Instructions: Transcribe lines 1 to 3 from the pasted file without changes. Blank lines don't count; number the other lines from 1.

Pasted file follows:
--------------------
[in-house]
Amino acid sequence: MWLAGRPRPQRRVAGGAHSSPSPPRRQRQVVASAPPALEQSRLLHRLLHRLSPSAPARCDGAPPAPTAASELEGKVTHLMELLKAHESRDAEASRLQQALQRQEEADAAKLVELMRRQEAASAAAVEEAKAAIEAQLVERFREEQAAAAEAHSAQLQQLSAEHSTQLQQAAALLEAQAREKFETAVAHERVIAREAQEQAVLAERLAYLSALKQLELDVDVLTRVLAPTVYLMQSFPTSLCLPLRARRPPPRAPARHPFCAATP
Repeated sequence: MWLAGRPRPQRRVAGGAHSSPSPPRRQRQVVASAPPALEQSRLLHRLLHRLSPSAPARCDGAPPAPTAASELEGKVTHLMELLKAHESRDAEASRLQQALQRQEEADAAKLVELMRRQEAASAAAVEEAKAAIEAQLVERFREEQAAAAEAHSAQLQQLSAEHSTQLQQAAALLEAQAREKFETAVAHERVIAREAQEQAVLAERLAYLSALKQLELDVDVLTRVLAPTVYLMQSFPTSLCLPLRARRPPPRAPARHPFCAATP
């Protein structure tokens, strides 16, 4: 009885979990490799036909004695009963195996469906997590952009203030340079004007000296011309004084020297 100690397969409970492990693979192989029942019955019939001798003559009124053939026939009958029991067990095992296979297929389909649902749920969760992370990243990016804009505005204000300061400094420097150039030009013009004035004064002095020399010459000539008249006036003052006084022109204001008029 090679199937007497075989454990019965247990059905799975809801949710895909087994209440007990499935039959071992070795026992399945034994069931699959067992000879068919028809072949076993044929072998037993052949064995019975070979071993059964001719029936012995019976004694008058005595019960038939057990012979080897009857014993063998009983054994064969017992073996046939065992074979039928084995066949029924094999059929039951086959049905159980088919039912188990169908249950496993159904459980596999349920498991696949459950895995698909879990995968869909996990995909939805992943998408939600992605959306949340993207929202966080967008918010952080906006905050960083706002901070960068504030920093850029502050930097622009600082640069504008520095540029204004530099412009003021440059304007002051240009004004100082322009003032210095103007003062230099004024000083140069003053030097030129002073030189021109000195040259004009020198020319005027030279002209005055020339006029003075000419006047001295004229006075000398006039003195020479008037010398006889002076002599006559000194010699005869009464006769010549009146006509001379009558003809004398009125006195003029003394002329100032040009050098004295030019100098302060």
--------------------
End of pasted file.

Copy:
[in-house]
Amino acid sequence: MWLAGRPRPQRRVAGGAHSSPSPPRRQRQVVASAPPALEQSRLLHRLLHRLSPSAPARCDGAPPAPTAASELEGKVTHLMELLKAHESRDAEASRLQQALQRQEEADAAKLVELMRRQEAASAAAVEEAKAAIEAQLVERFREEQAAAAEAHSAQLQQLSAEHSTQLQQAAALLEAQAREKFETAVAHERVIAREAQEQAVLAERLAYLSALKQLELDVDVLTRVLAPTVYLMQSFPTSLCLPLRARRPPPRAPARHPFCAATP
Repeated sequence: MWLAGRPRPQRRVAGGAHSSPSPPRRQRQVVASAPPALEQSRLLHRLLHRLSPSAPARCDGAPPAPTAASELEGKVTHLMELLKAHESRDAEASRLQQALQRQEEADAAKLVELMRRQEAASAAAVEEAKAAIEAQLVERFREEQAAAAEAHSAQLQQLSAEHSTQLQQAAALLEAQAREKFETAVAHERVIAREAQEQAVLAERLAYLSALKQLELDVDVLTRVLAPTVYLMQSFPTSLCLPLRARRPPPRAPARHPFCAATP